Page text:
Book Review: , Narrating War in Peace: The Spanish Civil War in the Transition and Today

July 1, 2018

9781137501493Katherine O. Stafford, Narrating War in Peace: The Spanish Civil War in the Transition and Today. New York, NY: Palgrave MacMillan, 2015. 197 pp.

Katherine Stafford’s Narrating War in Peace: The Spanish Civil War in the Transition and Today presents a refreshing contribution to the debates about the historical memory of Spain’s twentieth-century history. Studying a variety of texts and images over a long period of time, Stafford explores how the Spanish Civil War has been “reconceptualized, renarrated, and reconsidered to accommodate a variety of identities and to respond to various historical, political, and social realities.”

How has the changing narrative of the Spanish Civil War responded to “changes in ethical, ideological, and aesthetic values”? Stafford answers this question through four case studies from the transition to democracy (1975-1981) and the first decade of the twenty-first century (2000-2012).

Central in Stafford’s approach is the notion of “lieux de mémoire,” or “sites of memory,” developed in the 1980s by the French historian Pierre Nora, who argued that historic monuments become symbols of collective memory. Opening up Nora’s definition, Stafford analyzes her four cases as “sites” or “spaces” through which Spaniards remembered the war. They are Agustí Centelles’s war photography, which was recovered in a series of exhibits starting in the late 1970s; Picasso’s Guernica, which was painted in 1937 but wasn’t shown in Spain until 1981; Jaime Camino’s documentary films La vieja memoria (1977) and Los niños de Rusia (2001); and the Civil War novels of Antonio Muñoz Molina, including his recent The Dark Night of Time (2009). Rather than focusing on the symbolism or archetypes of each case, Stafford analyzes the reciprocal changes in multiple narratives of culture and conflict, tracking how these texts and images communicate the “desires and values of different generations and social groups.”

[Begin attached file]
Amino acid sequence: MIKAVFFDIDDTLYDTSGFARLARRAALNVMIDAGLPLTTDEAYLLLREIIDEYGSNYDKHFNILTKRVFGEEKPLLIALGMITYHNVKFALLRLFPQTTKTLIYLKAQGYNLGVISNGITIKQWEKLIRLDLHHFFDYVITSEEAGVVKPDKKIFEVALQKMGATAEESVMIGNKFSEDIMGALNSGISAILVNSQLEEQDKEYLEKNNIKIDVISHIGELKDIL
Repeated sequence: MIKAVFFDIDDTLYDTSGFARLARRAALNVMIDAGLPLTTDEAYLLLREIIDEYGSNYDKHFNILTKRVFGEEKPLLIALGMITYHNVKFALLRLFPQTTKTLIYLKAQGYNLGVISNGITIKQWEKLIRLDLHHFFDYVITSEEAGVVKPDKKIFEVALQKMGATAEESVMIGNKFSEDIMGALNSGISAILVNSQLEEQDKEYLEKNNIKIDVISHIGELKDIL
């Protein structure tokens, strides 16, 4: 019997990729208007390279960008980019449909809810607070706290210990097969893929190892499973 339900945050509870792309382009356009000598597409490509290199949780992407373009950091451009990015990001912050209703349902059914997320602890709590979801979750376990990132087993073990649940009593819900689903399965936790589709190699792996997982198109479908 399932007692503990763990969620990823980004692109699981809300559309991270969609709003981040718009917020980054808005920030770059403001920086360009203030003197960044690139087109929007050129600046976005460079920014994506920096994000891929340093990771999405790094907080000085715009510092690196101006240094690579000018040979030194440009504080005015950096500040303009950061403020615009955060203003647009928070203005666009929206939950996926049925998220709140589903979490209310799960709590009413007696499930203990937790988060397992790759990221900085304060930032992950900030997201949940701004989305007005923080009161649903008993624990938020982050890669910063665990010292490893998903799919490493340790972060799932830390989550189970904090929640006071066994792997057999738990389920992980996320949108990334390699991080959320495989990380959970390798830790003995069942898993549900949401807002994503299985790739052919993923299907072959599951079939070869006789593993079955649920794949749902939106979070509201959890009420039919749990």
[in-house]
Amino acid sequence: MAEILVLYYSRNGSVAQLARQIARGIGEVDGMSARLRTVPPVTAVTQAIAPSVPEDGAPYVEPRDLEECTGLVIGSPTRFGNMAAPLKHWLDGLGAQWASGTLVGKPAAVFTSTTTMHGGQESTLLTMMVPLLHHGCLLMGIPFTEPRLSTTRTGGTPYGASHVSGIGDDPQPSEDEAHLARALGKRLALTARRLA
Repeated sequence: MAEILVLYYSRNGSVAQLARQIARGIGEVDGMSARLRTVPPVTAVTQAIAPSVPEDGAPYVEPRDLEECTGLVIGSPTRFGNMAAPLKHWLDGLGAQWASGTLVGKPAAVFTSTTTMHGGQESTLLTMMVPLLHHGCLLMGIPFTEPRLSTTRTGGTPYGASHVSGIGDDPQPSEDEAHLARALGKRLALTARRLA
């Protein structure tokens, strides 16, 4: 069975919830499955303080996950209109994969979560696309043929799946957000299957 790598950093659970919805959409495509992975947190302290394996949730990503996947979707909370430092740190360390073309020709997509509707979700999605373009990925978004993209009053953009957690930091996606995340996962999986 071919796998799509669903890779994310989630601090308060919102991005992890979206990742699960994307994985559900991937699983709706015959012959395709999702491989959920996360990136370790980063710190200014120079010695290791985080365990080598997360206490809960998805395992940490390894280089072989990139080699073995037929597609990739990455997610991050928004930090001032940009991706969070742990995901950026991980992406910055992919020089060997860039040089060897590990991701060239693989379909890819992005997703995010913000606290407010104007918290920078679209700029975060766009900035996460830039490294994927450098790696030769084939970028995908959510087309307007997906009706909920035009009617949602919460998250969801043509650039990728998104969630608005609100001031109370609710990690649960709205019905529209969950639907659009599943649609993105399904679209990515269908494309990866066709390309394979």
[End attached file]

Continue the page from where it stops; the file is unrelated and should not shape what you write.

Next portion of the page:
Stafford analyzes the reciprocal changes in multiple narratives of culture and conflict.

Stafford identifies three major shifts between the years of the transition and the first twelve years of the twenty-first century. First, a shift from heroes to victims. While the narratives composed during and immediately after the dictatorship tended to center on the heroism of the defeated Republicans, recent years have focused on the individuals who suffered Franco’s crimes. Stafford argues that this shift was an attempt to grapple with and compensate for the lack of retribution for the perpetrators. A second shift is from “ideology to affect.” Spain’s transition to democracy, Stafford argues, tended to produce “sweeping metanarratives” that tried to vindicate the Republican cause but that were low on sadness or emotion, as they did not mourn the victims of the war and the dictatorship. In the twenty-first century, on the other hand, emotions are put front and center. The third shift is from “trauma to identification,” evident, for example, in the way that works like Guernica and Centelles’s photographs are viewed today.

The depth and breadth of Stafford’s work combined with her multi-media analysis in each of the four case studies paves new ground for Spanish cultural studies. Stafford investigates the “evolving generational, ethical, philosophical, and political concerns” that the war has inscribed into cultural practices in Spain. She notes in her conclusion that the Civil War continues to be a fundamental, defining element of Spanish identity. Her book advocates for ethical awareness and social justice in Spain today through “active and reflective thinking about the changes in values.” Stafford reminds us that within the “hypermodern ethics” in the new millennium we must continue to question romanticized narratives about the past that may have caused “cultural and generational biases.” To actively participate in contemporary politics we should continue to engage with the complexities of representations of war and trauma.

Evelyn Scaramella is an Assistant Professor of Spanish at Manhattan College. Her book in progress, Translating the Spanish Civil War: The Avant-Garde, Antifascism, and Literary History, examines the literary collaborations and translations between English- and Spanish-speaking writers during the Spanish Civil War.